Debt deadline: What happens, what you should do

9:46 AM, Oct 16, 2013   |    comments
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John Waggoner, USA TODAY

USA TODAY - As the deadline to default ticks down, you need to know how it will affect you, and how it will hit your portfolio.

Hitting the debt limit isn't, as some have cast it, "cutting up the nation's credit cards." The more apt analogy would be cutting up the credit card bill and refusing to pay for things you have already bought.

The debt limit is a peculiar law that limits the amount the United States can pay for money that has been authorized by Congress -- the same people who are railing against government spending. And the longer before the U.S. raises the limit, the more people it affects.

Even without passing the limit, the nation's borrowing costs are already rising. The U.S. issues Treasury securities in order to borrow: Treasury bills, notes and bonds are simply IOUs backed by America's promise to repay. When a lender suspects you might not pay on time, it will demand a higher interest rate.

That's happening right now. For example, a three-month Treasury bill that matures Oct. 24 -- seven days after the date the Treasury says the nation will be out of money -- now yields about half a percentage point. While that may not seem like much, the rate on that issue at auction was 0.005%.

Standard & Poor's has already downgraded the nation's credit rating during the last tussle over the debt limit, saying that political brinksmanship was incorporated into the nation's less-than-perfect AA+ rating. On Tuesday, Fitch said it was considering lowering the nation's credit rating as well. Should the U.S. actually default, S&P would lower its rating to "selective default," since nations, unlike companies, typically don't default on all their debts at once.

Were the U.S. to actually default, you could expect other interest rates to rise, such as the rate on the 10-year Treasury note, because lenders would worry about being repaid. Rising rates would hit prices on bond mutual funds. Americans have $2.8 trillion invested in taxable bond funds, according to the Investment Company Institute, the mutual fund industry's trade group.

Bonds wouldn't be the only victim. Rising rates means tougher competition for stocks from other investments, and would undermine investors' faith in the economy. The value of the dollar would also fall on world markets, as investors sell dollar-denominated investments for other investments less likely to default.

Rising rates would also rise for other borrowers, since many other rates, such as mortgage rates, key off Treasury rates.

But Treasury borrowers aren't the only ones affected by default. The debt limit applies to all government spending -- Social Security payments, Veterans benefits, even military pay. The government shutdown alone shaves 0.3% a week from fourth-quarter GDP, according to John Chambers, chairman of the Sovereign Debt Committee at S&P, speaking on CBS This Morning. Shutting down payments altogether would be "worse than Lehman Brothers in my judgment, and I think it's needless," Chambers said.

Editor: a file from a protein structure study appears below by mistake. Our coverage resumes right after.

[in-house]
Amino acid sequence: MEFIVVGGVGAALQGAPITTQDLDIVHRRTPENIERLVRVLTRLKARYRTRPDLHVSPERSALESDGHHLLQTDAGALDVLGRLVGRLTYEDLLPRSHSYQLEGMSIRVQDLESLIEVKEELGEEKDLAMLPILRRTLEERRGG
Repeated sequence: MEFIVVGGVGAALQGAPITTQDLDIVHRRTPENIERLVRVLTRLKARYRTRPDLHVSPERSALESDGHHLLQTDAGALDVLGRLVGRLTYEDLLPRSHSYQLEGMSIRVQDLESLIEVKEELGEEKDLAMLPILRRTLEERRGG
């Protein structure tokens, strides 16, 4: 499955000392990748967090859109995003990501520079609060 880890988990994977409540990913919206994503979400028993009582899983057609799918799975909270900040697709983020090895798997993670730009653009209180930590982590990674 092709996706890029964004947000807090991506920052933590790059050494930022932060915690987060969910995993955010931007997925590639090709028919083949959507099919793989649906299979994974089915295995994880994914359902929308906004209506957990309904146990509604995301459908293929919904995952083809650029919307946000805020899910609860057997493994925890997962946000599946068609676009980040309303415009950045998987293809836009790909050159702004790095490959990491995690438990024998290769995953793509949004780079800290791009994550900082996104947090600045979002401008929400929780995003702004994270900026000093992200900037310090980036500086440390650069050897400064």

What's an investor to do? As bad as the situation is -- and it's bad -- you need to think carefully about selling your stocks and bonds. If you're investing in a taxable account, you'll trigger capital gains taxes. You may also owe commissions and fees on selling your holdings.

You'll also have to think about where you'll put your money when you sell. If your sales go to a money market mutual fund, you need to be aware that a staple of money funds is Treasury bills. While many funds have taken steps to rid themselves of the most default-prone T-bills, a lengthy default could hurt money fund returns as well.

Other possible moves:

• Consider an inverse fund, which rises when stocks fall, and vice-versa. These funds use futures and options to go in the opposite direction as stocks. Rydex Inverse S&P 500 Strategy fund (ticker: RYURX) is one of the best-known inverse funds.
• Consider buying put options on the S&P 500. A put option is the right, but not the obligation, to sell stocks at a set price. A put option to sell the S&P 500 at current levels would soar if the stock market dropped 10%.
• Consider international bond funds. International stock funds will likely drop along with the U.S. markets. And a default will send the world bond market in turmoil. But a falling dollar is good for investors in international securities.
• Take your risks with a money fund. Even if a money fund let its share price drop below $1, the loss would likely be small. Reserve Fund, the money fund that broke the buck during the Lehman Brothers crisis, saw its share price fall to about 97 cents. But some shareholders had to wait before getting their hands on their money.
• Jump in to the markets in the event of a steep decline -- 5% or more. Big downdrafts tend to focus Congress' attention, and the bounceback rally could be considerable.

Gold is a mixed bet. On the one hand, gold moves in the opposite direction of the U.S. dollar. On the other hand, default could send the nation into recession, which would make inflation unlikely.

All of these strategies have drawbacks. An inverse fund or a put option will get smacked if Congressional leaders emerge with a compromise that allows the country to pay its bills. And if you're sitting on big capital gains - as many are during the past five years - you may have to peel off 20% to Uncle Sam. If your gains are short-term - less than one year - your taxes on your gains will be the same as your income tax rate.

USA TODAY

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